Have you been experiencing hives, hay fever, coughing, chest tightness, or shortness of breath? All these are signs of both allergies and asthma. Dealing with either is no fun day at the park.
Allergies can’t be cured and can show up on your body as annoying rashes. Asthma isn’t curable either and there are a ton of things that can set it off. Each has a different treatment, though.
If you are asking yourself how do I know if I have asthma or allergies, we can give you some idea of which condition you’re looking at.
To help you find out what you need to get treatment for, keep reading to see the various similarities and differences between asthma and allergies.
1. What Are Allergies
Whenever your body is exposed to some sort of threat your immune system kicks in to get rid of it. A problem occurs when your immune system jumps in to fight off something that isn’t a threat.
This is where allergies come from. These symptoms show themselves often in the springtime when pollen shows itself in large quantities.
Common Allergy Symptoms
Other than sneezing, coughing, and other symptoms of hay fever, you could experience rashes that pop up on your skin in the form of hives, eczema, or dermatitis. You may also suffer from conjunctivitis.
Conjunctivitis is also known as pink eye. It occurs when the conjunctiva of your eye becomes red and irritated.
2. What is Asthma?
Asthma is a lung disease that makes it hard to breathe. There is a multitude of things that can set off asthma. Some common allergens can do the trick.
If you have non-allergic asthma it can get set off by stress, smoke, airway infections, medications, and changes in air temperature.
Much like allergies, asthma can’t be cured but over time some people start experiencing less intense symptoms. For some, the symptoms only get more intense as they get older.
Common Asthma Symptoms
Some of the symptoms of asthma are close to those you would have if you had hay fever. You’ll experience coughing, shortness of breath, chest tightness, and wheezing.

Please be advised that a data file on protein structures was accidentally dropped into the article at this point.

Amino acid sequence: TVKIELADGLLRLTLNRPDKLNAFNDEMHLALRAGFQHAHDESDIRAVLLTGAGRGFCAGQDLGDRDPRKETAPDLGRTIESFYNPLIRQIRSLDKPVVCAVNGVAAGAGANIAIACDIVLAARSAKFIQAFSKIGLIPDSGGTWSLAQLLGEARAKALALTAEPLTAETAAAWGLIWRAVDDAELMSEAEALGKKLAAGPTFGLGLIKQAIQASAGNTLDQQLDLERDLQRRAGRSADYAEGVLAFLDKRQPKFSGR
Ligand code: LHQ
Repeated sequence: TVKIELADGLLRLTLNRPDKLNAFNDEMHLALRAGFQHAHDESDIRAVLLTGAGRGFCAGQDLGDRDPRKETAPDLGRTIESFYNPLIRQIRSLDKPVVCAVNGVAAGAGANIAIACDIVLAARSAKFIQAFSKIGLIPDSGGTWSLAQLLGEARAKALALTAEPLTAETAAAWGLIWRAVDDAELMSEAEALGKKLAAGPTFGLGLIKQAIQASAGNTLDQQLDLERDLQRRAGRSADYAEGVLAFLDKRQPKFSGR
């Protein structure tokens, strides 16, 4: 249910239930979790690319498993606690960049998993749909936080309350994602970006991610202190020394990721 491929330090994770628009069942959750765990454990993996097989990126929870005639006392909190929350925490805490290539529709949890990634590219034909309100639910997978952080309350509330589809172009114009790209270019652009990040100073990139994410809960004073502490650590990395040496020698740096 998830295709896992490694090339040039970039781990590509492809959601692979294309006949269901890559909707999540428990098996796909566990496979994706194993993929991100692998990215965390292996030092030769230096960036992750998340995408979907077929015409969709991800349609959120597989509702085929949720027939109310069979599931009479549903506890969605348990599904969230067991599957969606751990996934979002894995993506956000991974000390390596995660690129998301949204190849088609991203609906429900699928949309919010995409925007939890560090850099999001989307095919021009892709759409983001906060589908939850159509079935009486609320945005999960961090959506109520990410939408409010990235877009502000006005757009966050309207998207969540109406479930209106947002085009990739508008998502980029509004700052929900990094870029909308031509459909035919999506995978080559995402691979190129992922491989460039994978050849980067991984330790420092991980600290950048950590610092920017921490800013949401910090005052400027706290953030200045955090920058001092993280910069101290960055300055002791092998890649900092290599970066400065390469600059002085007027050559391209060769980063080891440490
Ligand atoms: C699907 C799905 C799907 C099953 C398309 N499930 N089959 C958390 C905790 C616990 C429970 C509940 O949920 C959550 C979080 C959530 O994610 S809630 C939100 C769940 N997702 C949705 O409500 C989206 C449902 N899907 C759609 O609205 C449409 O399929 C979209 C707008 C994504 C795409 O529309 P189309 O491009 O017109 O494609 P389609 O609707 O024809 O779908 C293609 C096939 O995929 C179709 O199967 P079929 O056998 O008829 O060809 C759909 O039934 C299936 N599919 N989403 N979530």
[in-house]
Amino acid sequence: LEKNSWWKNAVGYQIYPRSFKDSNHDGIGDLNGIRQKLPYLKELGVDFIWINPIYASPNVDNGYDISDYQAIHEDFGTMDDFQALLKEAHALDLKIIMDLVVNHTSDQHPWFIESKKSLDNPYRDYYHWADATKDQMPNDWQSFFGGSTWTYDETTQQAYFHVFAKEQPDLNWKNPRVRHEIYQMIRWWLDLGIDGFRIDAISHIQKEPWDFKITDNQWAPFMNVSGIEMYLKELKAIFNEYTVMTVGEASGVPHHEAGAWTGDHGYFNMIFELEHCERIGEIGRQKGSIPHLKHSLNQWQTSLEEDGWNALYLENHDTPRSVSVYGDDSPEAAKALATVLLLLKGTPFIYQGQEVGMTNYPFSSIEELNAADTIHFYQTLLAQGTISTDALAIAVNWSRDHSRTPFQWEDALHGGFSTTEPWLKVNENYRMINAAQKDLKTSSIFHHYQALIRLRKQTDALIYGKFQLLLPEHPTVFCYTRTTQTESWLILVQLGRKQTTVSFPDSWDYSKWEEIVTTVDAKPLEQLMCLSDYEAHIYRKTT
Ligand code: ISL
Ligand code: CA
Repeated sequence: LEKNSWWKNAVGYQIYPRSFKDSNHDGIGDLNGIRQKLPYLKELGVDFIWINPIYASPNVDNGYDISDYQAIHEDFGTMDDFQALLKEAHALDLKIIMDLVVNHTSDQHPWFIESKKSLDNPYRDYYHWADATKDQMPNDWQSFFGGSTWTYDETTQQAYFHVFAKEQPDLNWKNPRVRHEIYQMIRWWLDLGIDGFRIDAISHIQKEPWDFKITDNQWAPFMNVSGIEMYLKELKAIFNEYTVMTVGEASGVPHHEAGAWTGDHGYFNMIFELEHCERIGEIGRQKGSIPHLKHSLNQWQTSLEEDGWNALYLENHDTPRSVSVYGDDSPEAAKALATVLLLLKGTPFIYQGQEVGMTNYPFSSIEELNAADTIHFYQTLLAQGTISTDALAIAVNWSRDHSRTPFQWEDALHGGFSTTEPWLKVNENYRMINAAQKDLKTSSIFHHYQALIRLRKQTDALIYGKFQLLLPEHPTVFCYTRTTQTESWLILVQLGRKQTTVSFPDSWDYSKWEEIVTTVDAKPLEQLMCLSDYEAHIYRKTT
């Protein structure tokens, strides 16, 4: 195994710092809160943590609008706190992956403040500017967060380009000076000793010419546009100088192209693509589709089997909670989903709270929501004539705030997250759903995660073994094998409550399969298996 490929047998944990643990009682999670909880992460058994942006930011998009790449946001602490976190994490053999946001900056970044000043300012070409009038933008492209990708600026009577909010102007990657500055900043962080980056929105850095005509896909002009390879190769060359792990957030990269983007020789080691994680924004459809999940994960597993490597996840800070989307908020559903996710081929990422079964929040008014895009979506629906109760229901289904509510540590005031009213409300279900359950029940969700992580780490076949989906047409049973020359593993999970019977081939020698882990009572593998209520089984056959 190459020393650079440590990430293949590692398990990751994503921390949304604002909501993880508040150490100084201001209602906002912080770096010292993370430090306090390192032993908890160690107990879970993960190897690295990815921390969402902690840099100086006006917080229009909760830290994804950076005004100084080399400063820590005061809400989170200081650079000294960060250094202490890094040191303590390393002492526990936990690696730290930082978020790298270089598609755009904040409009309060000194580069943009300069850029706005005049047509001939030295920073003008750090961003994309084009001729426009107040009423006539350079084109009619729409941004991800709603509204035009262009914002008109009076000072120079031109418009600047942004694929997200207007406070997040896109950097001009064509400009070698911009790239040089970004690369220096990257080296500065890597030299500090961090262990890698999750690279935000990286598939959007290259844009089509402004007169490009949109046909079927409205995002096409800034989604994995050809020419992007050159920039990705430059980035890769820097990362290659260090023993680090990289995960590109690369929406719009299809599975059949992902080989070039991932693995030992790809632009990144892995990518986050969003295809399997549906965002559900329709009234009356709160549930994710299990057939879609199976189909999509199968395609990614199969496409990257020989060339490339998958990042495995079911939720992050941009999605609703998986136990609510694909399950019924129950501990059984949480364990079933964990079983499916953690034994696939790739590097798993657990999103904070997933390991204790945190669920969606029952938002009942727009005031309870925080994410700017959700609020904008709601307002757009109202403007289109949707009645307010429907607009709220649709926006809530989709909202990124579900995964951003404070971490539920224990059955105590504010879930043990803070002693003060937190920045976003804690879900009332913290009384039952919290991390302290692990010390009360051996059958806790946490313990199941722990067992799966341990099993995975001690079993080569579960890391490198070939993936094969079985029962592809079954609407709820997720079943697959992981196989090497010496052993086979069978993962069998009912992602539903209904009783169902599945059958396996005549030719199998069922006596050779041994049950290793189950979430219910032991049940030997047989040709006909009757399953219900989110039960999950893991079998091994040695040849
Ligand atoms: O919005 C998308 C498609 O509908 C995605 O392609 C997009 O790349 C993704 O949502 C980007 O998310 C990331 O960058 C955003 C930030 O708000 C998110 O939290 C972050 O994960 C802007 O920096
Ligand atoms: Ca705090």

While living with these symptoms can be annoying, as long as you take your medication as you should you’ll be able to control them and live a normal life.
3. Are the Two Linked?
The answer here is yes. For some, the two are linked. You might face a lot of the same symptoms with asthma as you do with allergies.
Some people have what is called allergy-induced asthma. It’s when common allergens such as pollen trigger your asthma.
4. Allergy-Induced Asthma
We talked a little above about non-allergic asthma. Now we’re going to jump into allergy-induced asthma. For the most part, the symptoms that you’ll experience with allergy-induced asthma is pretty much the same as the ones you’ll face with non-allergic asthma.
Wheezing, chest tightness, shortness of breath, and coughing are all common symptoms that can be triggered by pollen, pet dander, and dust.
There are medications your doctor can prescribe that can treat both asthma and allergies. It also helps if you figure out what is causing your asthma flare-ups and attempt to avoid them if you can.
How Do I Know If I’m at Risk for Allergy-Induced Asthma?
If you have a family history for allergies then you may end up having allergy asthma. You are also at risk if you tend to fall victim to hay fever and other allergies. Sometimes an asthma flare-up can come right along with it.
5. Asthma Treatment
The good news is that there are plenty of treatments out there for asthma. They differ a little depending on your symptoms.
There are two categories of asthma medicines. Ones that are prescribed for long-term relief, and ones that are prescribed for fast relief.
Long-term relief medications include inhaled corticosteroids and combination inhalers. They won’t act as fast as quick relief solutions but they’ll provide a longer period of relief for chronic asthma symptoms.
Fast relief options include oral corticosteroids and ipratropium. They are designed to provide fast, emergency relief in the event you have an asthma attack.
6. Allergy Treatments
There are a variety of different treatments for allergies from inhalers to creams. Some of the medication types we’re about to list will treat both allergy-induced asthma and allergies.
You’ve got antihistamines that block the chemical in your body responsible for allergic reactions. There are corticosteroids that ease the inflammation that comes with allergies. Decongestants, as the name suggests, get rid of nasal congestion.
like the antihistamines, mast cell stabilizers will block allergy-causing chemicals in your body. Leukotriene modifiers will do the same thing.
Lastly, you can get an allergy shot or shots. It involves giving you small injections of the allergens that trigger your asthma. Over time your body will build up an immunity to it and you won’t be affected as badly.
How Do I Know if I Have Asthma or if It’s Only Allergies?
Do you find yourself asking how do I know if I have asthma or allergies? The two are quite similar. In fact, common allergens can trigger asthma flare-ups. Knowing the similarities and differences between these two conditions can help you in the path to treating it.
We hope that you’re able to use this guide to help you seek out the right treatment to control your symptoms and get on with your daily life.
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